Those of you who’ve made the pilgrimage to Bruichladdich distillery are likely well aware that the gift shop/visitor center is home to an ever-changing cask of Laddie single malt, spigoted and ready for pouring. The idea being that the ultimate souvenir of your distillery visit has to be a hand-filled bottle of Bruichladdich, straight from the barrel. And in actual fact there are now two barrels on offer to those so inclined.
When we visited in late September of this year the choices were 12 year old Bruichladdich – unpeated Laddie, that is – matured in a first fill sherry cask and 12 year old Port Charlotte matured entirely in ex-bourbon wood. The former was not to my tastes, being slightly over-wined in my opinion. The latter, however, was a rather special malt. And I had to have one. Or three. Well…one for me and two for the club.
The Bruichladdich team have given these casks the appellation ‘Valinch’, named for the tool typically used in pulling samples from the barrel. Not 100% sure of the rationale behind the choice of name, as there is no valinch involved in the process, but…such is.
Novelty aside though, I think what most appealed here for me was affirmation that the Port Charlotte line is one that ages gracefully. Peated heavyweights are often at their best in youth, but we’ve seen Port Charlotte to be a bit of a hydra, showing multi-facets. This particular barrel was further validation of my affections.
I think we all know the deal with Port Charlotte by now, aye? Bruichladdich call this their ‘moderately peated’ line, but c’mon…40 ppm is hardly moderate, is it? Not only that, but if you’ve tasted the PC series you’ll know just how big and rich these drams are in terms of smoke and peat reek.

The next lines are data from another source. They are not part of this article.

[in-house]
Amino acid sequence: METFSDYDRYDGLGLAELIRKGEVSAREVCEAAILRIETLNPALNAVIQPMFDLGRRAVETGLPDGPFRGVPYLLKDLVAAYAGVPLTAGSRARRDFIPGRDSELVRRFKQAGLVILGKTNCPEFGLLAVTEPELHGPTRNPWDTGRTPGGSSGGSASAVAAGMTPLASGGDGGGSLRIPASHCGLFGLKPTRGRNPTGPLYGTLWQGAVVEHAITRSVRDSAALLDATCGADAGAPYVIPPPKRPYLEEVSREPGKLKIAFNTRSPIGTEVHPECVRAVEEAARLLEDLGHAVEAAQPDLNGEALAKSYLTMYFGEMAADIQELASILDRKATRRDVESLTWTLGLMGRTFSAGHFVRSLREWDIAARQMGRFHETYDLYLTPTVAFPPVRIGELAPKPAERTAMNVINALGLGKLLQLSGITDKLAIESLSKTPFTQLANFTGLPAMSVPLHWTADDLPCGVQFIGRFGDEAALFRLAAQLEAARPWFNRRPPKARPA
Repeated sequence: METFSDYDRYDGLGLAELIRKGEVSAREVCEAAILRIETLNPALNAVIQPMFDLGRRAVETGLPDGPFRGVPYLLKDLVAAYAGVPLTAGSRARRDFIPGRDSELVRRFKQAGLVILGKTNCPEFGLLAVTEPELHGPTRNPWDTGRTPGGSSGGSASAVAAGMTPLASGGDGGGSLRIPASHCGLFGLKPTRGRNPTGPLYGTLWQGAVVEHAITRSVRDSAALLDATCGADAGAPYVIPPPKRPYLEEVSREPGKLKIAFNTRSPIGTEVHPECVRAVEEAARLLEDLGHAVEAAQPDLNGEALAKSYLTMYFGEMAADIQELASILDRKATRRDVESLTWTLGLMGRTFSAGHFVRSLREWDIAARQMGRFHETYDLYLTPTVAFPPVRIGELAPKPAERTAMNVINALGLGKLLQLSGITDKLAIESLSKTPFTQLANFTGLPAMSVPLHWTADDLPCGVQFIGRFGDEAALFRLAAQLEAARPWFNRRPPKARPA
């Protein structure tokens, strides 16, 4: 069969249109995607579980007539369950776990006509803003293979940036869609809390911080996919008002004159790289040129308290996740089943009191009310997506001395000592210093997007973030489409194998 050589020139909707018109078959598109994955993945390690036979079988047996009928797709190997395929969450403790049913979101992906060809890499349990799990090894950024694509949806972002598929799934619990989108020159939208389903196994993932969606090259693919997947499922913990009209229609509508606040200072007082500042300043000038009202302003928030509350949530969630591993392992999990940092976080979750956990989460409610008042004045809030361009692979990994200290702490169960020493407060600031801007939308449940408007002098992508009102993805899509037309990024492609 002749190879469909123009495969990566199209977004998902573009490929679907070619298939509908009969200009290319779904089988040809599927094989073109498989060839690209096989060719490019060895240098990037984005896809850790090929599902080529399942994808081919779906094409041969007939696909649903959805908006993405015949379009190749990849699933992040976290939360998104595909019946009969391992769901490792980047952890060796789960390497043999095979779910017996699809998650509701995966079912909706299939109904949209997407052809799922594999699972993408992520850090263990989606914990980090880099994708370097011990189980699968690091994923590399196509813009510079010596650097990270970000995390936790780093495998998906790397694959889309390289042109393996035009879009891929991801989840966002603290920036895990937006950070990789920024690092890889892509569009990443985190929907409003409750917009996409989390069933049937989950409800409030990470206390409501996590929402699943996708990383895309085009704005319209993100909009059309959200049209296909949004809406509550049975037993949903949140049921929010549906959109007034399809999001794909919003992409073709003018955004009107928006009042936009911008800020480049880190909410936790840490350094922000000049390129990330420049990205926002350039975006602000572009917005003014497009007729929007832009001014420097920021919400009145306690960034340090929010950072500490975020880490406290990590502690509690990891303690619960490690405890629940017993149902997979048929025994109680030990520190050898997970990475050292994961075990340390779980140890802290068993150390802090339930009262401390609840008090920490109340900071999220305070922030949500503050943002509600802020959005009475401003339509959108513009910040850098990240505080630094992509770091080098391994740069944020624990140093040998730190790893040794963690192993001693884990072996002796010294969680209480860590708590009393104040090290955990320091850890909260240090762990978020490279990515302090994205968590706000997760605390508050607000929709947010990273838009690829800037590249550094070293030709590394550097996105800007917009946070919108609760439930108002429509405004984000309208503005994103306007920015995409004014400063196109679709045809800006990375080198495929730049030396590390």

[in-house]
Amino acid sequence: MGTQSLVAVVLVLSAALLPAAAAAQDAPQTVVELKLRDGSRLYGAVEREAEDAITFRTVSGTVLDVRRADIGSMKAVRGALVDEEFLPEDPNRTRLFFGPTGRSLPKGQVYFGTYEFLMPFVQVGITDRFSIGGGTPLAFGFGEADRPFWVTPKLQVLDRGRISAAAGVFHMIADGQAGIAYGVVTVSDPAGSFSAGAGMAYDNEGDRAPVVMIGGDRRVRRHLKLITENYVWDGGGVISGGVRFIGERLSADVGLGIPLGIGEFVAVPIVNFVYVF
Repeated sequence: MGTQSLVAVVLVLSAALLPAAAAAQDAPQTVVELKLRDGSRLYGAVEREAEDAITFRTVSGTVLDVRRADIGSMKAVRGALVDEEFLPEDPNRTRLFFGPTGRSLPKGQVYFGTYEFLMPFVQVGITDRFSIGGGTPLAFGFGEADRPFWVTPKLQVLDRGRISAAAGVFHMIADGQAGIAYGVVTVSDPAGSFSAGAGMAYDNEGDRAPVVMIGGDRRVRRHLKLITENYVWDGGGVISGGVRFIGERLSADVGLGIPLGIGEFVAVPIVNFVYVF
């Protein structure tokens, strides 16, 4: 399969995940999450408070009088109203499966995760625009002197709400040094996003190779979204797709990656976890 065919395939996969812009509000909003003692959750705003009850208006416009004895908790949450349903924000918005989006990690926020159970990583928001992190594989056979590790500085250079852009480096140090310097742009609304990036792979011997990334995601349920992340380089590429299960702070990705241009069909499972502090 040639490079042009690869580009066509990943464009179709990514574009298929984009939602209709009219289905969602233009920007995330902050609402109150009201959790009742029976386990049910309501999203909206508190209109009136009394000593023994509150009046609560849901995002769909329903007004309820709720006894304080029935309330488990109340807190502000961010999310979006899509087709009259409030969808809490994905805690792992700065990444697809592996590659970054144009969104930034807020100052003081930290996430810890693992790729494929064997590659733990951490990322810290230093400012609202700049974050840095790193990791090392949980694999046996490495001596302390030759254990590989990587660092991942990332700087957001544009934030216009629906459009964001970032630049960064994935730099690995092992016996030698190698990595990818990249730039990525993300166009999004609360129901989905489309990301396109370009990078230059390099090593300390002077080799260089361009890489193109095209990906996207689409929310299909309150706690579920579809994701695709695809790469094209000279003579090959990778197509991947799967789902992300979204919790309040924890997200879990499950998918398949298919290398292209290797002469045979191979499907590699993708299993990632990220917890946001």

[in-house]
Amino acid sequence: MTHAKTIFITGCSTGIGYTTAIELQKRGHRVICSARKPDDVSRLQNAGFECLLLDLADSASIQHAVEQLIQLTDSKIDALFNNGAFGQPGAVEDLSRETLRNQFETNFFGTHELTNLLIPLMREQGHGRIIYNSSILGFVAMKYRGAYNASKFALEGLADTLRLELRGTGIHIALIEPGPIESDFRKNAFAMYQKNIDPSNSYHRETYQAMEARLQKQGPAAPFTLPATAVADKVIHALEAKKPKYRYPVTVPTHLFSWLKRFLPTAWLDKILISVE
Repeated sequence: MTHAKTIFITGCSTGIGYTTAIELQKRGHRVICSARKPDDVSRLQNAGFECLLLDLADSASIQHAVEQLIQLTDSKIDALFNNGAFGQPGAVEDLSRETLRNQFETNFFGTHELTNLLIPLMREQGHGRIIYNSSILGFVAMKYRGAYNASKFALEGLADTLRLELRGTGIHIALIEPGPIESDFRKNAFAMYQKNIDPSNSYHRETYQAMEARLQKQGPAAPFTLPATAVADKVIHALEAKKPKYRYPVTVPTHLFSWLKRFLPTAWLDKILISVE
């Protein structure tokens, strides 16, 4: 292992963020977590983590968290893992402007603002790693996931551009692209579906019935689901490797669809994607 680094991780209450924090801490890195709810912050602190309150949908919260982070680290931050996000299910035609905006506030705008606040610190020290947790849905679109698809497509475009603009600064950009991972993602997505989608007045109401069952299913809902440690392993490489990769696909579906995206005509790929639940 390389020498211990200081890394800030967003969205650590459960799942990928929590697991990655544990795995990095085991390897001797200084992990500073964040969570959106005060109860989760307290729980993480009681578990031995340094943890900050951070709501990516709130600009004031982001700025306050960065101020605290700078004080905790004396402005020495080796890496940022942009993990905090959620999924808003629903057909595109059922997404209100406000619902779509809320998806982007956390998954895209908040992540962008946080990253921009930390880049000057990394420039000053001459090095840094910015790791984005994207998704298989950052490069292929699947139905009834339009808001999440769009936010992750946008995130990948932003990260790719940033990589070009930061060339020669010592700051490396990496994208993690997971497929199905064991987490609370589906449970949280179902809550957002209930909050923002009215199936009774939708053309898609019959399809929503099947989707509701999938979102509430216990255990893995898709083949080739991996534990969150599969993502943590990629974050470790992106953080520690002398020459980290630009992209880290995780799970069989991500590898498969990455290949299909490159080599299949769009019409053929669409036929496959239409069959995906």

This particular spirit went into wood in 2003 and only met glass circa late 2016. Twelve years in a good naked bourbon barrel shows me just what I’d hoped to see: Port Charlotte softening and calling forth flavours from the wood to harmonize with the phenols. At a dozen seasons we’re seeing a pretty damn decent balance. Love it.
Bottling your own can be either a nifty souvenir or pretty gnarly way to get your hands on an extremely singular malt, but caution for those heading over to Islay…this little experience will set you back quite a few of your hard-earned ATM-dispensed food stamps. I think these Valinch bottles, at 500 ml, used to run about £50, but are now £75. A bit pricey for a 12 year old malt (and again…only 500 ml!), but man…how do you say no when faced with the prospect of corking up your own hand-filled?
Nose: Rubber and smoke. A hint of cherry. A lot of spice and a lot of fruit. Seems somewhat devoid of that butyric (read: buttery) note I associate with Port Charlotte. 12 years is obviously a good age for this one. Chocolate and peat. Obviously quite some smoke.
Palate: Ok…a little more buttery here. The smoke is more restrained than expected. …at first. Fennel. More smoke now, with rubber, smoked oyster, salt water and burnt lemon. The fruit suggested by the nose is absolutely crushed by the enormity of peat and earthy tones. Tastes like a heavily charred bourbon barrel.
Thoughts: More Port Charlotte on the nose than the palate (if that makes sense). Neat as hell single cask outing. Sadly, available only at the distillery.
– Images & Words: Curt